1. Use Groups and Busses for Mix Preparation
First, when you open a new project and start working on it, be systematic and prepare professionally. Make sure you have sorted all the tracks. If the tracks are not systematically arranged, it'll take time for you to make the complete mix and often lose much of the time looking for which track you last worked on.
There's a quick tip to prepare. Create sub-groups and route the tracks correctly. For eg. - guitars bus, vocals bus, etc.
Preparing groups and busses will allow you to simplify the mix and control the volume of many tracks with just one fader. After that, just apply EQ and Compression on all the tracks as required.
2. At the Chorus, Push the Master Fader +1 dB
To keep the listener engaged with the song, there needs to be extra energy at the beginning of the song. Therefore, we added this tip to the top of this list.
When you think that energy is needed in this particular part of the song, increase the volume to +1 dB. And when the section gets over, bring it back to normal levels. It will leave an effect on the listener and make them want to listen more to it. This tip is quite popular among sound engineers.
3. Stereo Width of Reverb
The third pro tip is to automate the reverb effects. Generally, when a song is getting created, the reverb is set to +/-100 for the entire song. Here's what you can do. Narrow down the reverb to +/-50 for some of the sections in the song and then bring it back to normal.
4. Adding Pre-delay to Reverb
The pre-delay setting is a way of getting a great reverb sound. Adding longer pre-delay settings to the mix will add more depth to the reverb.
Also, automating the pre-delay for a few sections of the song can bring a big difference to the mix. Depending upon the mix, you can use a range of 20 ms for soft or subdued sections and around 100 ms for big sections.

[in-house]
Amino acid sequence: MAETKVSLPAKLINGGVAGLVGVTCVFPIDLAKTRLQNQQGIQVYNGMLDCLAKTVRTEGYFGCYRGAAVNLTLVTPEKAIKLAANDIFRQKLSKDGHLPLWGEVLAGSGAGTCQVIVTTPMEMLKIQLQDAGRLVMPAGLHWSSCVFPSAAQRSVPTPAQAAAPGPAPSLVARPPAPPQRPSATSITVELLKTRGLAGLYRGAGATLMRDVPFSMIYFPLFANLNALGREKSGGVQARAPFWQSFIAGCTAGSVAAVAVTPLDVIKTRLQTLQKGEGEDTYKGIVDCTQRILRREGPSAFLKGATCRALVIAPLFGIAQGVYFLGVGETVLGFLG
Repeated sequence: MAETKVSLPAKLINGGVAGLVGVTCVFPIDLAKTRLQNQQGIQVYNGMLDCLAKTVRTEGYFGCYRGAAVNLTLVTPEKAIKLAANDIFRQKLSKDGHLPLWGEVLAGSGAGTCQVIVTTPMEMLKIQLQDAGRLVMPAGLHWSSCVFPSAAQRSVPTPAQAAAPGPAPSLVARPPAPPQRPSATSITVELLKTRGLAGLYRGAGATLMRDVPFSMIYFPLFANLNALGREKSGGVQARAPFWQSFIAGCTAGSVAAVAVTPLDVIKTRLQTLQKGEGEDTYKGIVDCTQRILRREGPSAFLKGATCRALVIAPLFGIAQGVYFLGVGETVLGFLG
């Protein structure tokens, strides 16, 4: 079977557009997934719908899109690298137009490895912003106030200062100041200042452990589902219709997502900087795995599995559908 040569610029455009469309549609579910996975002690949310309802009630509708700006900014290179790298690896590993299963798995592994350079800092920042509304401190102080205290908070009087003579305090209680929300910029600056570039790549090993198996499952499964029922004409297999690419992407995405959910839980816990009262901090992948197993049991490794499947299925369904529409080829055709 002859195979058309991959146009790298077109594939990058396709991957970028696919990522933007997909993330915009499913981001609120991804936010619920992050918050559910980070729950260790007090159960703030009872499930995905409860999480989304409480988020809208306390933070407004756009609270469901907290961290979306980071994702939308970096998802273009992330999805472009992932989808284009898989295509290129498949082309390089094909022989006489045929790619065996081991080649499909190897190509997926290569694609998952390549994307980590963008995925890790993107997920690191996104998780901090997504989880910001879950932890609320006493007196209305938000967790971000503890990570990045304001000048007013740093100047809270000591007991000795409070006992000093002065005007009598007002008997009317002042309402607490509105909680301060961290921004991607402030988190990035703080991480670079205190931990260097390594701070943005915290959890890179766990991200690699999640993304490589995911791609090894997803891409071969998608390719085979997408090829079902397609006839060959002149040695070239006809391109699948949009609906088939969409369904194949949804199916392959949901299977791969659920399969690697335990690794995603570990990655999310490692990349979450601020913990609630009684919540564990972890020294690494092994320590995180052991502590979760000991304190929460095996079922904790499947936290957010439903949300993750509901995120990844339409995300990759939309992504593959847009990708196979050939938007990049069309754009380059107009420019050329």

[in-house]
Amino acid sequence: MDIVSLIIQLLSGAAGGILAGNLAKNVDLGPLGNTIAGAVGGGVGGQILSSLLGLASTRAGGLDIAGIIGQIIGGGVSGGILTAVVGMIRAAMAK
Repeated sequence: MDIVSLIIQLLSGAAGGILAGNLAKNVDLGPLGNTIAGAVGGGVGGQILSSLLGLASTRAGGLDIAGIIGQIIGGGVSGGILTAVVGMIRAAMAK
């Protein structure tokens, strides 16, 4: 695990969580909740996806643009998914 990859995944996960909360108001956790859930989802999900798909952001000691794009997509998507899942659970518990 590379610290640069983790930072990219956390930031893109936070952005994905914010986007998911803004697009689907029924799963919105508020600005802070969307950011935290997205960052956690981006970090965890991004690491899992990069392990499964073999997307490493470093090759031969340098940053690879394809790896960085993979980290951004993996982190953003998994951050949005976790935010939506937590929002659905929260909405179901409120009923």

5. Automating a High-pass Filter
Here's a great tip to bring a good feel to the low end of the song. For sound engineers, this is hard to bring to a mix.
We would recommend you to experiment with a high-pass filter at 90 Hz. Let the listener get accustomed to the balance of the bass by keeping the HPF at 90 for major sections of the song. Drop the HPF to 40 Hz when it feels right and bring in an extra octave of bass. It will work great with any mix.
6. Automating the Mix Bus Compression
Mix bus compression is the part where compression gets added to your entire mix. It is also another name for the output of your DAW. Depending on the DAW, it's also called the master bus or stereo bus.
Your mix can jump to a whole new level if a small amount of compression is added to your mix bus chain. Though, it needs to get done correctly to add excitement to a mix.
Generally, 1-2dB of gain reduction on the mix bus compressor is all you need. But here's the hack! You can keep experimenting with this threshold and bring life to the mix that you create.
You can try reducing it even more to have no gain reduction at a few sections of the song and then bring it back to original levels to stick the tracks together.
7. Sidechaining the Vocals
For a sound mixing engineer, creating a balance between vocals and the music is one of the toughest jobs to get it done right. You need to control the dynamics of the vocals effectively or they will never quite sit right in the mix.
To achieve this, many mix engineers use the technique of sidechaining the vocals. Compress the keys, guitar, backing vocals then sidechain the vocals. Just use 1 dB of gain reduction on the music when the vocal is singing. It creates a room for the vocals to seep in the track and make a cut.
8. Stereo Width to create a Fuller Sound with Mid-size EQM
Mid-side EQ is an equalizer that encodes a stereo signal into detached mono and stereo channels. Use M/S EQ to create a stereo image that is wide on a full mix or individual elements.
Stereo width can be created by changing the balance between mid and side levels. For eg., widen a signal by boosting high frequencies in the side channel or attenuating low frequencies in the mid-channel. Stereo widening is also beneficial for sound design.
These are some of the many sound mixing tips that can be extremely useful when you want to create a great mix. A sign of a good sound engineer is the one who keeps experimenting with the basics of sound mixing constantly to improve the skills as well as create some great mixes.
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We provide intensive training on sound mixing & mastering, acoustics, studio technology, and much more. To get more details on sound engineering and other music courses, contact us